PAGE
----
It worked to great effect in The Raid; Redemption, which really makes everything else pale in comparison.
Ya mean this isn't a sequel to Attack Force Z ?!?
Fails on two related fronts--remaking Superman into Batman and remaking Snyder into Christopher Nolan. And damned if they didn't make Krypton the ugliest advanced civilization you ever saw.
Not bad, and deftly enough directed, but not Hawks-y or Lubitsch-y enough to keep from taking on water.
Its biggest sin is that it's oddly joyless in its homage.
Fung is still stronger graphically than he is narratively, no doubt, but this is kind of, as they used to say, a hoot.
Vidor's final feature . . . streaming on Netflix in the U.S. until 5/1.
"Vidor’s long career, which began with short films made in his native Texas in the 1910s, intertwines two principal strands. He was a sociologist (and marginal socialist) who documented American economic malaise both before (“The Crowd,” 1928; “Hallelujah!,” 1929) and after (“Street Scene,” 1931; “Our Daily Bread,” 1934) the great stock market crash. He was also a moody romanticist whose work remains startlingly frank in its treatment of passionate sexual attraction (“Stella Dallas,” 1937; “H. M. Pulham, Esq.,” 1941; “Duel in the Sun,” 1947). His best films, like “The Fountainhead” (1949), combine sociology and sexuality into hormone-charged fables in which rampant capitalism and an irrepressible life force come together, a combination most recently explored in Paul Thomas Anderson’s Vidoresque “There Will Be Blood.” " ---Dave Kehr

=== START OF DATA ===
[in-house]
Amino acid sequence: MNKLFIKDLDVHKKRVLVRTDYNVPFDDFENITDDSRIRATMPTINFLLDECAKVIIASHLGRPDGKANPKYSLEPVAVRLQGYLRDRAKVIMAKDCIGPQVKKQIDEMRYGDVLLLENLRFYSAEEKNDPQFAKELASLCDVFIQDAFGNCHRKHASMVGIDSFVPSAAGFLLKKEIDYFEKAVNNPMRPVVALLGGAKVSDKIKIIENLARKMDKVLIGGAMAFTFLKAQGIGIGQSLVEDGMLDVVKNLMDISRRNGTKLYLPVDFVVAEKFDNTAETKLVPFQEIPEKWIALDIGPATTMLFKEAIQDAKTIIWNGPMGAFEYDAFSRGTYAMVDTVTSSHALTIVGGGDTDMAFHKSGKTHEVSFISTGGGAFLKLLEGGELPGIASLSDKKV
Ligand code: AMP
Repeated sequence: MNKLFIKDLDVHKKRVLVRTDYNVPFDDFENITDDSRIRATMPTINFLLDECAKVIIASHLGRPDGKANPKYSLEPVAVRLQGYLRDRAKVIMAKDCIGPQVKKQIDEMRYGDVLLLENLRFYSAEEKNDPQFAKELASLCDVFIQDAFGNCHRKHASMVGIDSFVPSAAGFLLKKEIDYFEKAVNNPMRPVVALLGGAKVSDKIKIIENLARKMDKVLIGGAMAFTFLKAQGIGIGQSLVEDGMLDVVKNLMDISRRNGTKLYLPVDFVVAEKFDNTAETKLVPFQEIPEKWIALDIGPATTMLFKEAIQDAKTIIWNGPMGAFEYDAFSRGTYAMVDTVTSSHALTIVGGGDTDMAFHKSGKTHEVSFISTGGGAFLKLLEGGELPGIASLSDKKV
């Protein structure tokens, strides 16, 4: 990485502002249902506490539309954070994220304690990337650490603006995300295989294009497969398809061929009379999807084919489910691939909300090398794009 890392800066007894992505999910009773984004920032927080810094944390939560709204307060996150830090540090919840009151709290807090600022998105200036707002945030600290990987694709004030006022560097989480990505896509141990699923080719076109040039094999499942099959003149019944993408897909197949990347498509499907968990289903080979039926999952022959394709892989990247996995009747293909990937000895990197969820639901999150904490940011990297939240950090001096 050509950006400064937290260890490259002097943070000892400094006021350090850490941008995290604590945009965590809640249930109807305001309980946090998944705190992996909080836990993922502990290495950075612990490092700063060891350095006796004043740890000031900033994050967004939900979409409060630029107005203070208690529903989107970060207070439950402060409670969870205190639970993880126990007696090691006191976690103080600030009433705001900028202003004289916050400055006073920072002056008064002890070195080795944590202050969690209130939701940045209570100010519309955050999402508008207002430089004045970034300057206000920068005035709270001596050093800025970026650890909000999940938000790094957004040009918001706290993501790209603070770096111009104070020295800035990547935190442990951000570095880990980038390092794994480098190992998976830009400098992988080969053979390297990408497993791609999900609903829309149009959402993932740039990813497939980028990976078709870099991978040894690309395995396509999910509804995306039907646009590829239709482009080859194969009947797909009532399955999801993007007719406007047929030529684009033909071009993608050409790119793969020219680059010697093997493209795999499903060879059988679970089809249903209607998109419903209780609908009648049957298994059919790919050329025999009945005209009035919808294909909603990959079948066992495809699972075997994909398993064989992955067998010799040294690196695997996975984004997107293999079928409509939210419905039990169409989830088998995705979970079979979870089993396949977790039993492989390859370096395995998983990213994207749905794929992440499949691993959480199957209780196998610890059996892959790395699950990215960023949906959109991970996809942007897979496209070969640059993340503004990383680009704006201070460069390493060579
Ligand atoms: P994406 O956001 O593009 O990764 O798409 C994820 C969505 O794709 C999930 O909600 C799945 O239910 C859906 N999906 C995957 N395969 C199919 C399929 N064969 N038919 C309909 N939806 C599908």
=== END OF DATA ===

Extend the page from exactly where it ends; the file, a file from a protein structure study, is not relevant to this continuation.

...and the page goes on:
Pink Floyd: London 66/67?
Intimations of _La Nouvelle Vague_ . . . about 25 years too early.
Yeay, Outskirts is available to watch.
Fine work on Siegel's part, and a pretty good late iteration of the Eastwood '60s Western persona before Eastwood started tinkering with it within the confines of his own directorial career. Still, MacLaine is horribly miscast, and it's hard not to construct a fantasy version of the film as Boetticher intended it alongside the actual in your mind as you watch.
Thanks for adding this to the db, Mubi!
Disney, before they figured out the whole 21st century thing.
It's minor Sillitoe, and Becker's neutral realism lacks the bite of Reisz's *Saturday Night and Sunday Morning* and Richardson's *The Loneliness of the Long Distance Runner*. Still it manages, albeit somewhat clumsily to get somewhere pretty moving . . . then unfortunately it stumbles on for another ten minutes getting back out to an suitable ending spot in the awkward framing story.
Not THAT bad. Lightly likable, with Baldwin doing the "I'm not quite really here but can comment on what's going on" thing he does for those Capital One commercials and Allen playing himself as that parody of him they do on "The Simpsons." Eisenberg is underwhelming as the Woody surrogate, though.
Travis seems to be aiming somewhere between Danny Boyle and the late Tony Scott. What's with all these action films were it just someone fighting his/her way up to the top floor of a highrise lately?
Nowhere nearly as good as *Nightwatch*, in case you're wondering, but it's at least a well-directed bad film.
An interesting idea executed relatively poorly. The zombies are a metaphor, but since there's little visceral impact (either literally or figuratively, the metaphor doesn't mean much.
Noooobody wants to play with a Ryan-in-the-box! : (